United States District Court, District of Columbia
C.I. ENERGIA SOLAR S.A. E.S. WINDOWS, Plaintiff,
RANGER SPECIALIZED GLASS, et al., Defendants.
Richard J. Leon, United States District Judge
C.I. Energia Solar S.A. E.S. Windows (hereinafter
"CIES"), a windows manufacturer and distributer
based out of Barranquilla, Columbia,  seeks to recover an unpaid
balance of $1, 161, 424.35 for materials supplied to the
construction of the Art Place at Fort Totten Project in
Washington, D.C. (hereinafter "Project"). Plaintiff
brought this action in D.C. Superior Court against Ranger
East Coast ("Ranger East")-the subcontractor
responsible for providing window systems for the Project,
Ranger Specialized Glass, Inc. ("Ranger Specialized
Glass")-an affiliate of Ranger East, and others,
alleging breach of contract, unjust enrichment, payment on
bond, and violation of the D.C. Prompt Payment Act, D.C. Code
Ann., § 27-131, et seq. Defendants removed the
case on diversity grounds on March 5, 2018. Currently before
the Court is Defendant Ranger Specialized Glass's Motion
to Dismiss ("Def's Mot.*') [Dkt. # 12], for
failure to state a claim under Fed.R.Civ.P. 12(b)(6). Upon
review of the evidence in the record and the relevant
casleaw, defendant's motion to dismiss [Dkt. # 12], for
the following reasons, will be
case arises from the construction of the Art Place at Fort
Totten Project located in northeast Washington, D.C.
(hereinafter "Project"). Complaint (Compl.) [Dkt. #
1-1] ¶ 12. Ranger East signed on as a subcontractor in
November of 2014, agreeing to provide the windows systems for
the Project, among other things. Id. ¶ 14.
Meanwhile, Ranger Specialized Glass executed a payment bond
with Berkley Insurance Company covering all subcontractors
who supplied labor and materials within the scope of that
subcontract. Id. ¶ 15; see also id.,
Ex. 2 ("Payment Bond").
October of 2015, CIES sent a quote to Ranger Specialized
Glass's address in Houston, TX, offering to provide
windows and doors for the entire Project. Id. ¶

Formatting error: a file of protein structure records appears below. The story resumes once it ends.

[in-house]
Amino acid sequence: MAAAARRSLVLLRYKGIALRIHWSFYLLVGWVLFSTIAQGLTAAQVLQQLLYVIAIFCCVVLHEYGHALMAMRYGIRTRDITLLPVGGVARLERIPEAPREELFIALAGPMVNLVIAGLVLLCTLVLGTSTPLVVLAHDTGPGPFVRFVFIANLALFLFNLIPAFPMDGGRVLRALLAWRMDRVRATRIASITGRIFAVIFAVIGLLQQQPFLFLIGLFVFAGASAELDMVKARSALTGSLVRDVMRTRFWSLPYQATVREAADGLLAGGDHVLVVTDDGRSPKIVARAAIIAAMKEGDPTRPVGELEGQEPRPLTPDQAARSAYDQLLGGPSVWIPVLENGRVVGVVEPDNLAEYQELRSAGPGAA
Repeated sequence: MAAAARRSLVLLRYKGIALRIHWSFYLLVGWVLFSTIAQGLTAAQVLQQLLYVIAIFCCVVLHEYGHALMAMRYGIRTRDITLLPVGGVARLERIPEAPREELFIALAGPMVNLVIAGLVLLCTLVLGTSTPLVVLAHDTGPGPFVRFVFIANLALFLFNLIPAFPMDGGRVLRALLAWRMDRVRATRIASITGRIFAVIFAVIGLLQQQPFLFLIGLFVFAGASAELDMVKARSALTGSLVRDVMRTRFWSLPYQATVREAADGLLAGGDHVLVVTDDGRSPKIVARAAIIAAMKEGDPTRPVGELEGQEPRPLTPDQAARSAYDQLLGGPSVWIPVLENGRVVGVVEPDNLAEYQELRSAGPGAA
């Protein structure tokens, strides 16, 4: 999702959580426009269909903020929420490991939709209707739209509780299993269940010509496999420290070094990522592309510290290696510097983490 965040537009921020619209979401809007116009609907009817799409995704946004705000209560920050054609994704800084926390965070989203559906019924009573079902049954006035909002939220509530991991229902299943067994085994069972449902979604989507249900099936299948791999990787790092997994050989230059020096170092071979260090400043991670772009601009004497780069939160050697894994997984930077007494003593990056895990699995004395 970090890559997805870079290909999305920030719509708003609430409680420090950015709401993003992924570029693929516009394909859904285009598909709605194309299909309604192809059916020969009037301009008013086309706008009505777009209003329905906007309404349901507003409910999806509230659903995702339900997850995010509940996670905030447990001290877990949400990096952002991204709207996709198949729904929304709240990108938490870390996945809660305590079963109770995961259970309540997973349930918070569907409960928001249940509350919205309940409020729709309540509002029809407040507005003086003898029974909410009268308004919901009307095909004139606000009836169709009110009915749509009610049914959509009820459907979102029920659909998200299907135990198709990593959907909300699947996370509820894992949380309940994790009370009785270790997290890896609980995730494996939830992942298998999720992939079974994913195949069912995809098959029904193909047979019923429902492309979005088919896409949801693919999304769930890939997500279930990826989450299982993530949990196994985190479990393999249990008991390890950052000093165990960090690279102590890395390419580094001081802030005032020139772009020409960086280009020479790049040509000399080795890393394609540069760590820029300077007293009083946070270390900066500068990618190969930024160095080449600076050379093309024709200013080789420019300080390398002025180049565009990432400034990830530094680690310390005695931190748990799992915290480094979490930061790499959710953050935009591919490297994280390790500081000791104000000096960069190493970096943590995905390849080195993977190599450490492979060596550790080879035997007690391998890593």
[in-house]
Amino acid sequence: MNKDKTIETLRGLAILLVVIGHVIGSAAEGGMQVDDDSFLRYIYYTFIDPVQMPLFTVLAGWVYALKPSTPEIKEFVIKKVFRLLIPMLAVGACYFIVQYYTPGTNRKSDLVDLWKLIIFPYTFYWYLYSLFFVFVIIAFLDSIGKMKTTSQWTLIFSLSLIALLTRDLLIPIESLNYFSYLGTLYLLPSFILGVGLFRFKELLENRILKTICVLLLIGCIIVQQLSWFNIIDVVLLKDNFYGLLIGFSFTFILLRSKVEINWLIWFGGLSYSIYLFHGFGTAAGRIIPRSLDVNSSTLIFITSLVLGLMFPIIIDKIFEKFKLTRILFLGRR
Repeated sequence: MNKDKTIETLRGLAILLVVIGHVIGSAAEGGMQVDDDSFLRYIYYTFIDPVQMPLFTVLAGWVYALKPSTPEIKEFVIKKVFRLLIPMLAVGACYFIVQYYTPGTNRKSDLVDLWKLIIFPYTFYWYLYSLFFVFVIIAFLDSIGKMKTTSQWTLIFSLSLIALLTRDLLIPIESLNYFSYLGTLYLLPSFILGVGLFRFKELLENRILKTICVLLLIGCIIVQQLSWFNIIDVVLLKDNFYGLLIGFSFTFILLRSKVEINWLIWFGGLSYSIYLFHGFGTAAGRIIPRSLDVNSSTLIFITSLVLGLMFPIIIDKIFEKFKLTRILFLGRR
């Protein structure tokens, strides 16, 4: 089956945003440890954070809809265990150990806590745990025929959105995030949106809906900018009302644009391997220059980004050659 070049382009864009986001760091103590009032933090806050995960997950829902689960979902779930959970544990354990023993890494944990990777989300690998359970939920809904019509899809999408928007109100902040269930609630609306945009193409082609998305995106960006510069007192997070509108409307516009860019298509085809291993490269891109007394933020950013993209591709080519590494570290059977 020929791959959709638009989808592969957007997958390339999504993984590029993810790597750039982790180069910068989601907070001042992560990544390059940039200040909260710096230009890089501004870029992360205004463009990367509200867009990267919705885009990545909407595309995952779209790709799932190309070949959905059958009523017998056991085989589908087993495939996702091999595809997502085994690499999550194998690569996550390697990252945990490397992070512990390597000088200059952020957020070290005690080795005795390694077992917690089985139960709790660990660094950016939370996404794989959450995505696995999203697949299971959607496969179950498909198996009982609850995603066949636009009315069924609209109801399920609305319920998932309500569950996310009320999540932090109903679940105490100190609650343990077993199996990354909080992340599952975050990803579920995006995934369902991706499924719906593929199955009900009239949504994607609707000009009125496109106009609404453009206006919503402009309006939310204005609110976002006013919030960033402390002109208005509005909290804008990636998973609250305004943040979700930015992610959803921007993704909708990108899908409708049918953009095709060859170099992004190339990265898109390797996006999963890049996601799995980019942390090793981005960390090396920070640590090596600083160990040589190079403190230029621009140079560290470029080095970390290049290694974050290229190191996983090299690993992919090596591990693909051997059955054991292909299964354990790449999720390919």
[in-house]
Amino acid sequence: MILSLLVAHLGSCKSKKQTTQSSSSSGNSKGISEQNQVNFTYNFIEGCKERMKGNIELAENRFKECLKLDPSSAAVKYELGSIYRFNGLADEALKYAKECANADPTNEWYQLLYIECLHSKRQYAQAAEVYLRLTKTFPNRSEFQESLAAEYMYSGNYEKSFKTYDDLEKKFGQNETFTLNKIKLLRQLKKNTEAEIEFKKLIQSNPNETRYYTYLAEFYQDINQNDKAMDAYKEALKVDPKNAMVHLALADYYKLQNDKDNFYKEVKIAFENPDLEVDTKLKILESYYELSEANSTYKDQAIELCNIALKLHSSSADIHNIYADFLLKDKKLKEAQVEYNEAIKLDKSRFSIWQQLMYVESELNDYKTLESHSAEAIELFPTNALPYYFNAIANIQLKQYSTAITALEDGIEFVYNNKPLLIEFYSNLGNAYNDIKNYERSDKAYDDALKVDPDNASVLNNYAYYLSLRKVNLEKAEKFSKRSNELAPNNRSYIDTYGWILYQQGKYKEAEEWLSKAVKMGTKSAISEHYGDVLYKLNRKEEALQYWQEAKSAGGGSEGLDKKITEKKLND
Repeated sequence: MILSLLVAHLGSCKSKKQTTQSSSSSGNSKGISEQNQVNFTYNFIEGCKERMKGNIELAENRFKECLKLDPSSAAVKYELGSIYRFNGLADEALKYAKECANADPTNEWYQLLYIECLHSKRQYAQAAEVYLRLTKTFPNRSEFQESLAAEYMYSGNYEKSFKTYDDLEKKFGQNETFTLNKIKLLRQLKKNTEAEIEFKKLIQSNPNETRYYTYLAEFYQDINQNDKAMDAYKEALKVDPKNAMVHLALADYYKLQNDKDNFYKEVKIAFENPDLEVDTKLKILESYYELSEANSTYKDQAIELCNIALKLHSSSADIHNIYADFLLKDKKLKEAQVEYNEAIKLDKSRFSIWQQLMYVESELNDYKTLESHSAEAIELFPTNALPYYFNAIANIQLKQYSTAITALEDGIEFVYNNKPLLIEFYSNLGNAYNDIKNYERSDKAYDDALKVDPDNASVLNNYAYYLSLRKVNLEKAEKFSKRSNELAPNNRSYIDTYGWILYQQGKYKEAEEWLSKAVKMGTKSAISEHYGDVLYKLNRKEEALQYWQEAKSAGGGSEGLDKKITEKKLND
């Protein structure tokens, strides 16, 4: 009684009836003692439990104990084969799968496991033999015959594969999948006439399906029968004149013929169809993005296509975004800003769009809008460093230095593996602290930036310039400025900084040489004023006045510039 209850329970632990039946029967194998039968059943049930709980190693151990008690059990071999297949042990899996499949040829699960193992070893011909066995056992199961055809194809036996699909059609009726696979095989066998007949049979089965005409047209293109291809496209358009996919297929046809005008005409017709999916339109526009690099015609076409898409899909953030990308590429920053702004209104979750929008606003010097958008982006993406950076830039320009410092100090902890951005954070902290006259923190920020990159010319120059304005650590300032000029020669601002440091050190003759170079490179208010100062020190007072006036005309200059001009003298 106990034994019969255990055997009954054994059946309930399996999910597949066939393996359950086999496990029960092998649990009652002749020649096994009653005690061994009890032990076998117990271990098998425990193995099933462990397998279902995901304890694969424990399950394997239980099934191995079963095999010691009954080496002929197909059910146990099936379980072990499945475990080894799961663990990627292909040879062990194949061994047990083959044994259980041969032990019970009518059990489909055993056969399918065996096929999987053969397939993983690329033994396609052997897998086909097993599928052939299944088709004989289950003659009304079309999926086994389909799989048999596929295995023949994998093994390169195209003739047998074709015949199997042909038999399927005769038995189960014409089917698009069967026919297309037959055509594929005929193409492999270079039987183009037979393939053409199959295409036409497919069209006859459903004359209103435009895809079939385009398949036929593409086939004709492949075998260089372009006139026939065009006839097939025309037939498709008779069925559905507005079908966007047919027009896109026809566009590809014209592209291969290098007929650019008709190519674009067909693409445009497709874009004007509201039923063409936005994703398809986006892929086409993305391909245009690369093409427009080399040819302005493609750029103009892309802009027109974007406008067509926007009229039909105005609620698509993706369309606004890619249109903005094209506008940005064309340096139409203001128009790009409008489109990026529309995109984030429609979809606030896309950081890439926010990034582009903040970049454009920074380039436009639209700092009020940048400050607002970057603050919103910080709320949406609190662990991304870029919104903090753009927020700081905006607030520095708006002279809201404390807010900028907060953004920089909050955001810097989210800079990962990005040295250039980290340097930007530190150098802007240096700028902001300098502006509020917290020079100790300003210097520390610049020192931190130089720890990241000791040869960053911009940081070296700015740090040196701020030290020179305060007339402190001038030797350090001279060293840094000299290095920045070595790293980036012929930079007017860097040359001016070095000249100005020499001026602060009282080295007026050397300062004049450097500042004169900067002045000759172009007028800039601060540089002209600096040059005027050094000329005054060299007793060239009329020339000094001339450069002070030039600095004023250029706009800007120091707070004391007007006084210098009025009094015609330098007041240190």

16; see also id., Ex. 3 ("Quotation").
Later that month, Ranger East executed a purchase order with
CIES in the amount of $4, 430, 291, 000. Id. ¶
17; see also id., Ex. 4 ("Purchase
Order"), at 1-2. Of that amount, CIES alleges that it is
still owed $1, 161, 424.35 for work performed on the project
between September 5, 2016 and July 29, 2017. W.¶ 19-21.
CIES sent Notice of Payment Bond Claim to Berkley trying to
recover this outstanding amount on August 10, 2017,
Id. ¶ 23, but no payment has been remitted to
date. Id. ¶ 22, 28.
Ranger Specialized Glass seeks to dismiss the claims against
it for breach of contract, unjust enrichment, payment on
bond, and violation of the D.C. Prompt Payment Act, on the
grounds that plaintiff only has a contract with Ranger East,
and has therefore failed to state a claim against Ranger
Specialized Glass under Rule 12(b)(6). See generally
Def's Mot. [Dkt. #12]. Defendant also argues that the
payment on bond and unjust enrichment claims are
inappropriate as to Ranger Specialized Glass. See
Id. Plaintiff, in turn, argues that there are grounds
for piercing the corporate veil and treating Ranger
Specialized Glass and Ranger East as the same company, and
that its claims for payment on bond and unjust enrichment are
also appropriate vis-a-vis Ranger Specialized Glass.
See Plaintiffs Opp. to Motion to Dismiss
("PL's Opp.") [Dkt. # 15], at 2. For the
following reasons, defendant's motion to dismiss [Dkt. #
12] will be GRANTED.
to Federal Rule of Civil Procedure 12(b)(6), a court may
dismiss a complaint for failure to state a claim if it
appears, assuming the alleged facts to be true and drawing
all inferences in plaintiffs favor, that the "plaintiff
can prove no set of facts in support of [its] claim that
would entitle [it] to relief." Harris v.
Ladner, 127 F.3d 1121, 1123 (D.C. Cir. 1997) (internal
citation omitted). In evaluating a motion to dismiss, the
Court may consider "the facts alleged in the complaint
[and] any documents attached to or incorporated in the
complaint...." See Plesha v. Ferguson, 725
F.Supp.2d 106, 110 (D.D.C. 2010) (citing EEOC v. St.
Francis Xavier Parochial Sck, 117 F.3d 621, 624 (D.C.
Cir. 1997)). Here, plaintiff has attached to the complaint